In accordance with the present invention, there is moreover provided a device for double pulse irradiations of first and second pulse laser beams having been emitted from difference sources in sequence onto the same point of a non-single crystal semiconductor thin film with a linear shape and a rectangular shape beam spot, by scanning the first and second pulse laser beams so that first and second beam spots are partially overlapped along a width direction perpendicular to a scanning direction, wherein the first laser beam has a first beam profile which includes: at least a third beam profile region having a third energy density which is not lower than the micro-crystallization threshold value Ep for forming a second micro-polycrystallization region from a polycrystalline semiconductor region, whilst the second laser beam has a second beam profile which includes: a first beam profile region having a first energy density which is lower than a micro-crystallization threshold value Ea of an amorphous semiconductor for forming a polycrystallization region; and a second beam profile region having a second energy density which is not lower than the micro-crystallization threshold value Ea and is lower than a micro-crystallization threshold value Ep of a polycrystalline semiconductor for forming a first micro-polycrystallization region from an amorphous semiconductor region.

The normal or conventional pulse laser beam has a beam profile which includes only the first beam profile region having the uniform energy density for forming a polycrystallization region.

However, in accordance with the present invention, the first and second laser beams have beam profiles which include three different regions, for example, the first, second and third profile regions for forming the polycrystallization region, the first micro-polycrystallization region and the second micro-polycrystallization region. Namely, the first pulse laser beam has the third profile region whilst the second pulse laser beam has the first and second profile regions.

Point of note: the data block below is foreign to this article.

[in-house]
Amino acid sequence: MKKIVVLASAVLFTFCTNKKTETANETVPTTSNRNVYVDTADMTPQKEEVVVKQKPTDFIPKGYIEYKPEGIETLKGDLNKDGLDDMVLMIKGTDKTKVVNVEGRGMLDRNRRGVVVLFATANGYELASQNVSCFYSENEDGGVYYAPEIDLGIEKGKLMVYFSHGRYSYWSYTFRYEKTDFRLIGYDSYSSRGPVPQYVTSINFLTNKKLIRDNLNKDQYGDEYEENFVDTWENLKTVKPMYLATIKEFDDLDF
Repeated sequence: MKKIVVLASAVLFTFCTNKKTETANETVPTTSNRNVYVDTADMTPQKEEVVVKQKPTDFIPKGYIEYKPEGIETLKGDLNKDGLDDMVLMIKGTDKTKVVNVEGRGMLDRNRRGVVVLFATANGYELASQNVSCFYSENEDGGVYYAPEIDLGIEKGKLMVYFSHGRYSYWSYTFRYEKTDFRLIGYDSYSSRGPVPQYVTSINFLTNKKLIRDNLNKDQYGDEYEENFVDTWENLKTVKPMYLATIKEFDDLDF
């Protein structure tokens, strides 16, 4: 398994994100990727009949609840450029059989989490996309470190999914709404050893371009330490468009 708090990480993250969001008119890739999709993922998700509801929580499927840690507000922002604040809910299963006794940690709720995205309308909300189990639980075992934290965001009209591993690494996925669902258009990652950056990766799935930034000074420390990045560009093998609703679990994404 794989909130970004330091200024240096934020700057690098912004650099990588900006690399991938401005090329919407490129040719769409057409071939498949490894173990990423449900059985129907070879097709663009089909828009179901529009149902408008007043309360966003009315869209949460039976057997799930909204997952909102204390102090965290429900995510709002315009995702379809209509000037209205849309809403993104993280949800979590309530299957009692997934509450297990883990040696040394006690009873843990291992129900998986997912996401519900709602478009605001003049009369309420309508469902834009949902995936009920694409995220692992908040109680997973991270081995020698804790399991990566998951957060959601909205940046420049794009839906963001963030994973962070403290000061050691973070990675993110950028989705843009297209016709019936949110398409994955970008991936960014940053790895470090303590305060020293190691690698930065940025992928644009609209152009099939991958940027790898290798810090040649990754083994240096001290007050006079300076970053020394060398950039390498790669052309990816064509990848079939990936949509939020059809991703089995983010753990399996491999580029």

The first beam profile region of the second pulse laser beam of the present invention has a first energy density which is lower than the micro-crystallization threshold value Ea from the amorphous semiconductor for forming a polycrystallization region from the non-single crystal semiconductor region. The meaning of the word “non-single crystal” includes “amorphous”, “polycrystal” and micro-crystal caused by a laser anneal”.

The second beam profile region of the second pulse laser beam of the present invention has a second energy density which is not lower than the micro-crystallization threshold value Ea and is lower than the micro-crystallization threshold value Ep from the polycrystalline semiconductor for forming a first micro-polycrystallization region from the amorphous semiconductor region. No micro-polycrystallization appears on the polycrystalline semiconductor region.

The third beam profile region of the first pulse laser beam of the present invention has a third energy density which is not lower than the micro-crystallization threshold value Ep for forming a second micro-polycrystallization region from the polycrystalline semiconductor region.